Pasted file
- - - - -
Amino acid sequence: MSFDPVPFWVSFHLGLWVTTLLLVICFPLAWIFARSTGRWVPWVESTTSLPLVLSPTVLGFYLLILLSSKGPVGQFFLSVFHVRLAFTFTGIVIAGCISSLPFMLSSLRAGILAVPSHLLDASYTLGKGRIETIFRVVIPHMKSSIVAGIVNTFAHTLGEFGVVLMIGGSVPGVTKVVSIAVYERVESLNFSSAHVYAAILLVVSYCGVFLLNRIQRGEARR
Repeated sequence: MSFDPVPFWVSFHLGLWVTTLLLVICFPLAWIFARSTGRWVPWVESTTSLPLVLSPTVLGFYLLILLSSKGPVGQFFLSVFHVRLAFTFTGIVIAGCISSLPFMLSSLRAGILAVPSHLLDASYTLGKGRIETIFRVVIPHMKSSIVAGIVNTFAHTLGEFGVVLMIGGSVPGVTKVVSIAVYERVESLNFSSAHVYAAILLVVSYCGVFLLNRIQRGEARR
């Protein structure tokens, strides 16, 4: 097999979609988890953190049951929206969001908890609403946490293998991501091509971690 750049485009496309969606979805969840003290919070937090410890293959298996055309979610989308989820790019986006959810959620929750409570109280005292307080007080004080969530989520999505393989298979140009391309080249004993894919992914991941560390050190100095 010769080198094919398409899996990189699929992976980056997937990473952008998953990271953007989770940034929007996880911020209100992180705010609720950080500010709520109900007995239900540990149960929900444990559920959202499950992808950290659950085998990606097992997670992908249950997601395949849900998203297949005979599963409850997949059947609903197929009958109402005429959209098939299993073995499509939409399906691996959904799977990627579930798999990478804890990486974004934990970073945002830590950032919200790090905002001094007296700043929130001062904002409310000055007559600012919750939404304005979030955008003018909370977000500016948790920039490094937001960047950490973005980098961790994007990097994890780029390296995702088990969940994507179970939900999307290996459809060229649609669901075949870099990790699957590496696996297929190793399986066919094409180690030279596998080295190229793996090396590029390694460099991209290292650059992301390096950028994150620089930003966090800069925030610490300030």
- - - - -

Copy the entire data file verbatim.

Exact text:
Amino acid sequence: MSFDPVPFWVSFHLGLWVTTLLLVICFPLAWIFARSTGRWVPWVESTTSLPLVLSPTVLGFYLLILLSSKGPVGQFFLSVFHVRLAFTFTGIVIAGCISSLPFMLSSLRAGILAVPSHLLDASYTLGKGRIETIFRVVIPHMKSSIVAGIVNTFAHTLGEFGVVLMIGGSVPGVTKVVSIAVYERVESLNFSSAHVYAAILLVVSYCGVFLLNRIQRGEARR
Repeated sequence: MSFDPVPFWVSFHLGLWVTTLLLVICFPLAWIFARSTGRWVPWVESTTSLPLVLSPTVLGFYLLILLSSKGPVGQFFLSVFHVRLAFTFTGIVIAGCISSLPFMLSSLRAGILAVPSHLLDASYTLGKGRIETIFRVVIPHMKSSIVAGIVNTFAHTLGEFGVVLMIGGSVPGVTKVVSIAVYERVESLNFSSAHVYAAILLVVSYCGVFLLNRIQRGEARR
């Protein structure tokens, strides 16, 4: 097999979609988890953190049951929206969001908890609403946490293998991501091509971690 750049485009496309969606979805969840003290919070937090410890293959298996055309979610989308989820790019986006959810959620929750409570109280005292307080007080004080969530989520999505393989298979140009391309080249004993894919992914991941560390050190100095 010769080198094919398409899996990189699929992976980056997937990473952008998953990271953007989770940034929007996880911020209100992180705010609720950080500010709520109900007995239900540990149960929900444990559920959202499950992808950290659950085998990606097992997670992908249950997601395949849900998203297949005979599963409850997949059947609903197929009958109402005429959209098939299993073995499509939409399906691996959904799977990627579930798999990478804890990486974004934990970073945002830590950032919200790090905002001094007296700043929130001062904002409310000055007559600012919750939404304005979030955008003018909370977000500016948790920039490094937001960047950490973005980098961790994007990097994890780029390296995702088990969940994507179970939900999307290996459809060229649609669901075949870099990790699957590496696996297929190793399986066919094409180690030279596998080295190229793996090396590029390694460099991209290292650059992301390096950028994150620089930003966090800069925030610490300030």